David Prain William Jackson Hooker.

The life and public services of Hon. Abraham Lincoln, of Illinois, and Hon. Hannibal Hamlin, of Maine online

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effectually the framework of Douglas's argument.

Mr. Lincoln spoke several times during the last winter to
laro-e audiences in the Eastern States. He delivered an effective
oration on "National Politics" at the Cooper Institute, New
York, before the Young Men's Republican Club, of that city,
which was largely attended. A New York correspondent of a
far-western paper, thus describes the speaker, the speech, and
its effects : —

" The tall form of the Westerner, towering as it ought to do,
a full head and shoulders above the New Yorkers who surround-
ed him, and nearly doubling on the fat, jolly, and jocund Gen.
Nye, — his small, compact head, dark complexion, and beard-
less face, too, furnishing a striking contrast to the great head,
grim, grand countenance, and white beard of the venerable poet
Bryant, while the dark piercing eye, close-cut hair, and ears set
back almost out of sight, and the quick, vigilant manner, and
plain Western dress, all combined to give him a decidedly strik-
ing and characteristic personality. His voice is sharp and shrill,
pitched on a very high key, but at times, full, powerful, and
sonorous ; his manner is high-toned and courteous, his features
capable of an infinite variety of expression; his enunciation
slow and emphatic ; his argument candid, closely reasoned, log-
ical, and speaking with a generous humor. Altogether, he made
the best impression, and stirred up the greatest enthusiasm of
any public speaker I have heard for many a day."



OP ABRAHAM LINCOLN. 91



CHAPTER VII.

National Republican Convention — Preparations at Chicago — The Wigwam
— General Enthusiasm — Organization — Speech of the President — Nomi-
nations — Ballotings — Choi^j* of Lincoln — Vice-President — Ilamlin, etc.

The second National nominating Convention of the Republi-
can party, met at Chicago, on the 16th of May. The assem-
bling of the first, at Philadelphia, in June 1856, marked an era
in national politics.

The outrages of the slave oligarchy in Kansas, and the manly
character and life of the gallant Republican standard-bearer,
John Charles Fremont, stirred up such a generous burst of en-
thusiasm as seldom before made the heart of a great nation beat
to a noble cause. The young men were felt in that campaign.
Men grave and reverend, bearing honored names in literature,
sciences, and politics, came forward from their retirement to
speak for the choice of the aroused North. The results of that
glorious campaign are well known. Though defeated, it was
but a Waterloo victory for the foe.

The Republican party showed, by the immense vote given for
its candidates, how great a hold its principles had upon the pub-
lic mind. This hold has not decreased, but rather become in-
tensified, in the intervening four years. The reassembling of
the party in convention, was looked forward to with the most
eager interest.

The people of Chicago made every preparation to accommo-
date the hosts, who were westward wending their way, in the
most liberal manner. Never before had the " Gai den City "
witnessed such animating scenes. It is reported that at least



92 LIFE AND PUBLIC SERVICES

forty thousand strangers visited the city during the sitting of the
Convention. The delegates numbered 465, and comprised re-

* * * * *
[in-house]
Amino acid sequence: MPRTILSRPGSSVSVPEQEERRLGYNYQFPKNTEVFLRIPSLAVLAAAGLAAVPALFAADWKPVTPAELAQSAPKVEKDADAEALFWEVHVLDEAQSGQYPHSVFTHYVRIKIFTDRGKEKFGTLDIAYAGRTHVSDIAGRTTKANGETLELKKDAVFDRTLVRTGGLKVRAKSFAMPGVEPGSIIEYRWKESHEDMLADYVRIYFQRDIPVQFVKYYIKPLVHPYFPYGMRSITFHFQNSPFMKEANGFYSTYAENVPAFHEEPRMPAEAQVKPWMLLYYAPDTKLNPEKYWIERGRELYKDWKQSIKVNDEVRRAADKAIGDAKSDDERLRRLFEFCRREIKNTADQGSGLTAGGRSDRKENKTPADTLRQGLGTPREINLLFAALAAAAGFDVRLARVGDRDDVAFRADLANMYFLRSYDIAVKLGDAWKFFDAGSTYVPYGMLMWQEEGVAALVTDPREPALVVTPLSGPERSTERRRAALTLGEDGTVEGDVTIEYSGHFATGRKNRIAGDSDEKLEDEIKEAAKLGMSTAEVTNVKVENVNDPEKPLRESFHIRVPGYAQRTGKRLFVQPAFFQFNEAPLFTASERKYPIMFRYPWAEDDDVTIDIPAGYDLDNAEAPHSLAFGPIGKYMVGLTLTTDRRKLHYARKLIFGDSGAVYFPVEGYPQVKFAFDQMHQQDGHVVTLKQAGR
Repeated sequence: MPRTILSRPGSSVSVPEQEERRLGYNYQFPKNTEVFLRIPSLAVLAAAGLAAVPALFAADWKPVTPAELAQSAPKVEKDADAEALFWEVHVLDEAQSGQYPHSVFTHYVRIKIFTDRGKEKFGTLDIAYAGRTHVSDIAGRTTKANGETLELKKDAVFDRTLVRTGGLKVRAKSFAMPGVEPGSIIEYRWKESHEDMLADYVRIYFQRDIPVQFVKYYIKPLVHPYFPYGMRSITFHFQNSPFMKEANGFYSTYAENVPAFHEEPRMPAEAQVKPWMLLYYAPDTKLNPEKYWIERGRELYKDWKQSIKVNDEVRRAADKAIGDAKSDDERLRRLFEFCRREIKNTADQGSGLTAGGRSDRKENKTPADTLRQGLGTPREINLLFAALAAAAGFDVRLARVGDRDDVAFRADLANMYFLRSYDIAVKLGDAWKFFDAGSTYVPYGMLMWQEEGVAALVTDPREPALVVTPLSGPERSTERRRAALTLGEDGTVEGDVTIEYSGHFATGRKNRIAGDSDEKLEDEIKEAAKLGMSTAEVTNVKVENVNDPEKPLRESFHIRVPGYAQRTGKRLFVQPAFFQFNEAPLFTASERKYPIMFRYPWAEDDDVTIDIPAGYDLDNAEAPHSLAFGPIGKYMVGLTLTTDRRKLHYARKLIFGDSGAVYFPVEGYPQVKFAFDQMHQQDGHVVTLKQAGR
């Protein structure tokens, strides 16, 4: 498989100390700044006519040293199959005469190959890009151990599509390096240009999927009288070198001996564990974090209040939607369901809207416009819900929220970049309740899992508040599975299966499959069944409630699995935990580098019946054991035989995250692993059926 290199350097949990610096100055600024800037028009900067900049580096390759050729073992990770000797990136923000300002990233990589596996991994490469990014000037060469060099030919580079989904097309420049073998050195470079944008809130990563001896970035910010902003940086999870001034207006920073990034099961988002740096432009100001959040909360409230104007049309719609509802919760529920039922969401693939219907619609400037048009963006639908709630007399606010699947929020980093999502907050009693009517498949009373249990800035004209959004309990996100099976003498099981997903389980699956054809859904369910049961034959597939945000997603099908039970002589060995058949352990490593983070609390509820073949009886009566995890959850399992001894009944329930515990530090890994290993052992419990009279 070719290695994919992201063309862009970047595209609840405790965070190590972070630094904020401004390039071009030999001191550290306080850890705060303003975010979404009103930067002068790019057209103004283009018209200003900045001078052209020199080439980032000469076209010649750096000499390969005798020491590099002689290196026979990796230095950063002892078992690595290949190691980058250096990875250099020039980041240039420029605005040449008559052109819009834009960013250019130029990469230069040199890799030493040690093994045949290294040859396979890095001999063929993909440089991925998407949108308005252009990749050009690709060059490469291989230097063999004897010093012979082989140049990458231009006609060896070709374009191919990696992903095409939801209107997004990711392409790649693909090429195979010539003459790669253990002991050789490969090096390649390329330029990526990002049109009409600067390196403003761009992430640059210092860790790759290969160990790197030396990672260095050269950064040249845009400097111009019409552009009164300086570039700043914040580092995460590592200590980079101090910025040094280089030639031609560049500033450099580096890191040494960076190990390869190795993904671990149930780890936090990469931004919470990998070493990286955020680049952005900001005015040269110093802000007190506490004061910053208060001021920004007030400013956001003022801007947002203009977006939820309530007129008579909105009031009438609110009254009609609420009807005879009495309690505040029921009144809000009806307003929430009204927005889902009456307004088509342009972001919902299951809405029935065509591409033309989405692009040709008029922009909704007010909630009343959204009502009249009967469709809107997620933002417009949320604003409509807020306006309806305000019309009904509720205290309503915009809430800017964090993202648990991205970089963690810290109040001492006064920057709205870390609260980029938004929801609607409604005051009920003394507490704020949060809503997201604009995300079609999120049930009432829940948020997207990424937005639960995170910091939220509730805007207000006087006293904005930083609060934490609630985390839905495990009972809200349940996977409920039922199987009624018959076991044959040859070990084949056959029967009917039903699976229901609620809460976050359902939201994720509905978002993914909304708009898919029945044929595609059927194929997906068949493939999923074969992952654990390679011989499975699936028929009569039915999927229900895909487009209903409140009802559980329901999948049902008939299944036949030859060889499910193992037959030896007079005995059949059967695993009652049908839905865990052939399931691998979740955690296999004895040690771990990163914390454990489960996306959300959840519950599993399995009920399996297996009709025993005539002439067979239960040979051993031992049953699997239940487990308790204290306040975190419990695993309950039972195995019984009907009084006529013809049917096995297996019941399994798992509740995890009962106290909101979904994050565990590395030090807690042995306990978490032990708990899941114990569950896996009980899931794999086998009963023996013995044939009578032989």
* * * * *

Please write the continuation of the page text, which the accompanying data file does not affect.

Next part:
presentatives from all the Northern, and six of the slave States,
viz. Maryland, Kentucky, Delaware, Virginia, Texas, and Mis-
souri, and from the territories of Kansas and Nebraska, and the
District of Columbia.

The candidates for President, most prominent, were Seward,
of New York ; Abraham Lincoln, of Illinois j Salmon P. Chase
and Judge Wade, of Ohio ; Edward Bates, of Missouri ; and
Mr. Cameron, of Pennsylvania. The friends of each were
earnest and zealous in behalf of their choice, but Mr. Seward's
and Mr. Lincoln's names created tlfr^greatest amount of enthu-
siasm.

The Republicans of Chicago had erected a huge temporary
building for the use of the Convention. The " Wigwam," as it
was called, covered a space of 600 feet by 180, and the height was
between 50 and 60 feet. The building would hold about 10,000
persons, and was divided into platform, ground-floor, and gal-
lery. The stage upon which the delegates and members of the
press were seated, held about 1,800 persons ; the ground-floor and
galleries about 8,000. The floor rested on an inclined platform, so
that those in the rear were able to see the stage as well as the
spectators in the front. A large gallery was reserved for the
ladies, and which was filled every day to overflowing.

At 12, M., on Wednesday the 16th of May, Gov. Morgan, of
New York, Chairman of the National Committee, called the
Convention to order, and nominated David Wilmot, of Pa., as
President, pro tern.

A permanent organization was effected in the afternoon, —
Hon. George Ashmun, of Massachusetts, being chosen President,
and the following gentlemen Vice-Presidents and Secretaries : —

VICE-PRESIDENTS.

S. F. Hersey, Maine. John Beard, Indiana.

Wm. Hall, New Hampshire. David Davis, Illinois.
Wm. Heberd, Vermont. Thos. W. Ferry, Michigan.



OF ABRAHAM LINCOLN.



93



Ensijm H. Kellofra;, Mass.

o no'

R. G. Hazard, Rhode Island.
E. F. Cleveland, Connecticut.
Wm. O. Noyes, New York.
E. Z. Rogers, New Jersey.
Thaddeus Stevens, Penn.
John C. Clark, Delaware.
Wm. L. Marshall, Maryland.
Richard Crawford, Virginia.
George D. Burgess, Ohio.



Hans Crocker, Wisconsin.
Henry P. Schotte, Iowa.
Aaron Goodrich, Minnesota.
Henry T. Blow, Missouri.
W. D. Gallagher, Kentucky
W. T. Chandler, Texas.
A. A. Sargent, California.
Joel Burlingame, Oregon.
Wm. Ross, Kansas.
George Harrington, Dist. Col



A. S. Paddock, Nebraska.



SECRETARIES.

Chas. A. Wing, Maine. S. Davis, Illinois.

Nathl. Hubbard, New Hamp.
R. R. Hazard, R. Island.
H. H. Starkweather, Conn.

C. O. Rogers, Massachusetts.
Theodore M. Pomeroy, N. Y.
Edward Bettie, N. Jersey.
J. Bollman Bell, Penn.
Benj. C. Hopkins, Delaware.
William E. Coale, Maryland.
A. W. Campbell, Virginia.
Horace Z. Beebe, Ohio.

D. D. Pellate, Indiana.